Ministers have already started to consider their arguments in the event that some things have to close in order for others to open: the ‘schools or pubs dilemma’, as it is known in Whitehall. The public backlash over the failure to get children back in the classroom before summer means there is a sense in government that schools must be fully open in September, even at the cost of closing other things down. If schools aren’t back, ‘our core voters would not forgive us’, warns one minister. However, the large amount of social contact in and around secondary schools is a problem. In Israel, public health officials have blamed the decision to reopen schools in May for July’s spike in infections.
The two tools at the government’s disposal to prevent a second national closure are test-and-trace and local lockdown. In No. 10, hope is being placed on an increase in testing capacity — but with no contact tracing app still, there is only so much good it can do.
While polls suggest that the public broadly support Johnson’s whack-a-mole strategy of local lockdowns, MPs are sceptical about its long-term popularity. ‘It’s like public support for tax rises,’ says one Tory MP. ‘People say they back them because they don’t think they’ll be the ones paying. People support local lockdowns until they are the ones in it.’ He may have a point. Neil O’Brien, MP for Harborough in south Leicestershire, was initially very supportive of the government’s strategy. But that slowly changed as Leicester’s lockdown dragged on for nearly a month. A government loyalist, he has been reduced to adding #LetUsOut to his tweets.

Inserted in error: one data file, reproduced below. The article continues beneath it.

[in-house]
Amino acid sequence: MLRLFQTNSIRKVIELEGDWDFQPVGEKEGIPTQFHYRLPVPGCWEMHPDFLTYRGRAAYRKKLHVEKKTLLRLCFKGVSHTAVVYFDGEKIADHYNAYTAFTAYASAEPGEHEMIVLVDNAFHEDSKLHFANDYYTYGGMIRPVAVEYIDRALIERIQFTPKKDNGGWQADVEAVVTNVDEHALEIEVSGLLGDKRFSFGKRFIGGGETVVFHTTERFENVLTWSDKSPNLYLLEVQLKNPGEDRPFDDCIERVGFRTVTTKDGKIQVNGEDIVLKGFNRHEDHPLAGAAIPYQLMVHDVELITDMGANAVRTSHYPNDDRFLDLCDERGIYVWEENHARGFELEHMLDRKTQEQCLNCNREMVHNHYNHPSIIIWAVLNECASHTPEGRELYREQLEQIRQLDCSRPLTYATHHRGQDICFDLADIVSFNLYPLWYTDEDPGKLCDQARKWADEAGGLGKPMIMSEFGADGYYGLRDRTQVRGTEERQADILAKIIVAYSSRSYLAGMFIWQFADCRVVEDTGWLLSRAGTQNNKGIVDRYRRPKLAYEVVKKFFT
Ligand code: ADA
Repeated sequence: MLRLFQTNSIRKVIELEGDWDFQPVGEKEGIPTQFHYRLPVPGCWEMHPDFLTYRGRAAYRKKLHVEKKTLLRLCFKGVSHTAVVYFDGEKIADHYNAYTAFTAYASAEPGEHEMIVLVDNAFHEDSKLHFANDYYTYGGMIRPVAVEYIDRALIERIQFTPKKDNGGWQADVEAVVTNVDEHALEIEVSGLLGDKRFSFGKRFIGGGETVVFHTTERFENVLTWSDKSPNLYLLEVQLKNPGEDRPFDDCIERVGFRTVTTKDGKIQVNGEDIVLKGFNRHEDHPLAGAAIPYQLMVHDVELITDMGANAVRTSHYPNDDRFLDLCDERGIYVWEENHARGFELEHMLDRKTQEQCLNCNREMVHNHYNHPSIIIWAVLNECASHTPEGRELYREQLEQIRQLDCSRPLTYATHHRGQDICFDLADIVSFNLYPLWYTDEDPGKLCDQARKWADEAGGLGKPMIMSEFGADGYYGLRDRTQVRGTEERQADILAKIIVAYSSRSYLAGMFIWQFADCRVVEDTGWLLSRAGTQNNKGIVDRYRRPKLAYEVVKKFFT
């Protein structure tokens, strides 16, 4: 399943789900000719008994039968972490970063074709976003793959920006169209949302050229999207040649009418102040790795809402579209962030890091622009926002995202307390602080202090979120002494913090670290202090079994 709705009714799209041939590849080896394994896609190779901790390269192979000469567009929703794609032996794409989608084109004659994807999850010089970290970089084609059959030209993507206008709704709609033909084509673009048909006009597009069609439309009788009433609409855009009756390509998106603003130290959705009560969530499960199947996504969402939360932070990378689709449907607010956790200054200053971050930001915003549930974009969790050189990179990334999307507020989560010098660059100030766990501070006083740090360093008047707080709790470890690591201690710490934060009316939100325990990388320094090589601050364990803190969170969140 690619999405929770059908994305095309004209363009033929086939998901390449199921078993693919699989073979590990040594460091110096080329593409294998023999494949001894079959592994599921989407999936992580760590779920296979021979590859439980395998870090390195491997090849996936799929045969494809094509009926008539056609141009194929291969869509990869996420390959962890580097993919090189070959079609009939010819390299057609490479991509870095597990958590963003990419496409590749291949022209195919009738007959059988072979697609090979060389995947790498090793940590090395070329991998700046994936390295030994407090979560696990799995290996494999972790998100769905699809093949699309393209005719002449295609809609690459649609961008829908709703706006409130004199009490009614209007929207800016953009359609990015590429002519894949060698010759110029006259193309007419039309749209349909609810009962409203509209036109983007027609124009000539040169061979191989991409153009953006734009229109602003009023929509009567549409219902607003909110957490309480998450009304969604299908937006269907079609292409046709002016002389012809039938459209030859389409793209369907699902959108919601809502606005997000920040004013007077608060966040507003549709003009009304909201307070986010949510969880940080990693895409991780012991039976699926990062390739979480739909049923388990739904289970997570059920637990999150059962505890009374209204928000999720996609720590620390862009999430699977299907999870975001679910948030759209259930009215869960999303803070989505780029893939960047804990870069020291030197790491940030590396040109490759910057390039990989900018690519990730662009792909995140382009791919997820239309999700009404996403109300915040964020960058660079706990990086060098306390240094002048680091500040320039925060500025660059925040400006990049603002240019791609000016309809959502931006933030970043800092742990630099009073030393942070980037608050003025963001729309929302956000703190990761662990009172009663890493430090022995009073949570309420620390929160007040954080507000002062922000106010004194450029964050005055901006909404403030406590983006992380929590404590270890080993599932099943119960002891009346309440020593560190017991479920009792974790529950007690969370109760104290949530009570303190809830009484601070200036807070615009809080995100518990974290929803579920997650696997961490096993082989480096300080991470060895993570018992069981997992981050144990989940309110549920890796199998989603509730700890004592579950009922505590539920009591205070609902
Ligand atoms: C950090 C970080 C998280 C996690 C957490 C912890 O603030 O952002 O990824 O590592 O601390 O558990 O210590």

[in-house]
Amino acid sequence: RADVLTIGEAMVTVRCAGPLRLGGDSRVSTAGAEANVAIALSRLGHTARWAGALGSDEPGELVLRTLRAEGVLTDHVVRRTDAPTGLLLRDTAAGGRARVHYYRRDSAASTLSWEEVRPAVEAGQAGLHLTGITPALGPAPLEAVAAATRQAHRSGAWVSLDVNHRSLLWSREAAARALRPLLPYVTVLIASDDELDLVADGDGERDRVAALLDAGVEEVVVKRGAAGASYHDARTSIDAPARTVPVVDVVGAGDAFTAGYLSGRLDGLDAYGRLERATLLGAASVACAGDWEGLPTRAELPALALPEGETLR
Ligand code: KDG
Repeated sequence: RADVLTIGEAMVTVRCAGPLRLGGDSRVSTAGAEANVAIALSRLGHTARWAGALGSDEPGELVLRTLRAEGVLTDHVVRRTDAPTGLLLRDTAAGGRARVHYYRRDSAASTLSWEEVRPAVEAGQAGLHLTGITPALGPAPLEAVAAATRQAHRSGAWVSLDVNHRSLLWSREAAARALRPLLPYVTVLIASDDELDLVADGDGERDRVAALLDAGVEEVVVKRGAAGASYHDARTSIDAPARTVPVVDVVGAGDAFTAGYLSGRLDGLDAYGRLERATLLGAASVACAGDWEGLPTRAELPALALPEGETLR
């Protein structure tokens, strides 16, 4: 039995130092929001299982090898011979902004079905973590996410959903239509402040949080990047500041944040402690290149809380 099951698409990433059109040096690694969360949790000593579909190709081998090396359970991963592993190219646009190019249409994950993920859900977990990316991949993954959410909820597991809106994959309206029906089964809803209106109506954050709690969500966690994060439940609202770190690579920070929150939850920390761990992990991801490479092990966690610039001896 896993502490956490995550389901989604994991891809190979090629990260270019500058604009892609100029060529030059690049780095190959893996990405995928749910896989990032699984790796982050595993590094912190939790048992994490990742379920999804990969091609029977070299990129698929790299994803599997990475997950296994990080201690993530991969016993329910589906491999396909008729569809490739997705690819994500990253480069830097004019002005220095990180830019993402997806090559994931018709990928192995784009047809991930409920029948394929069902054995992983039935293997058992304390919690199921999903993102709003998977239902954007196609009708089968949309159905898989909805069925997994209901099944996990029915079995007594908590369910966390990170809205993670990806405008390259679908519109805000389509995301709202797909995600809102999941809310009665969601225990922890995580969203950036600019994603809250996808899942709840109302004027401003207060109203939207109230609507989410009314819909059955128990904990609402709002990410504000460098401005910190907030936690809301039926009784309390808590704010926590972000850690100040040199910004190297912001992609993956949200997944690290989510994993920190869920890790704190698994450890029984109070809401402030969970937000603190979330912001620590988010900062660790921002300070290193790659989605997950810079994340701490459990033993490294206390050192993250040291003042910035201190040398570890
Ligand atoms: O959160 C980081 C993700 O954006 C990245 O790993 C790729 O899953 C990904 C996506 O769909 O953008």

A source of frustration among those affected by local lockdowns is that there are no objective criteria of what triggers — or maintains — local lockdown. In a recent meeting with a cross-party group of MPs, the Health Secretary and Dido Harding, head of test-and-trace, were insistent that there could be no one-size-fits-all set of guidelines as there are too many factors to consider.
However, without such clarity, MPs worry there will be local anger about why an area has been locked down. There is also a concern there could be community tensions if whole towns have been shut when the problem is only in certain neighbourhoods.
Places currently in local lockdown still have access to emergency economic relief. Despite this, local business owners can feel as though they face a severe disadvantage. ‘It will be even worse when the furlough scheme ends,’ predicts one MP. The Treasury is reluctant to come up with any general local lockdown relief packages on the grounds that there is no way of knowing how many times these measures would be required.
Of course, Johnson’s great hope remains that the structures in place work, that more lockdown scenarios do not come to pass and the virus remains under control. But if this happens, the UK would be an outlier in success. After a difficult four months in which Britain has lagged behind other countries, it is perhaps understandable that there is not much optimism across government.
Katy Balls and the former health secretary Jeremy Hunt on a possible second wave.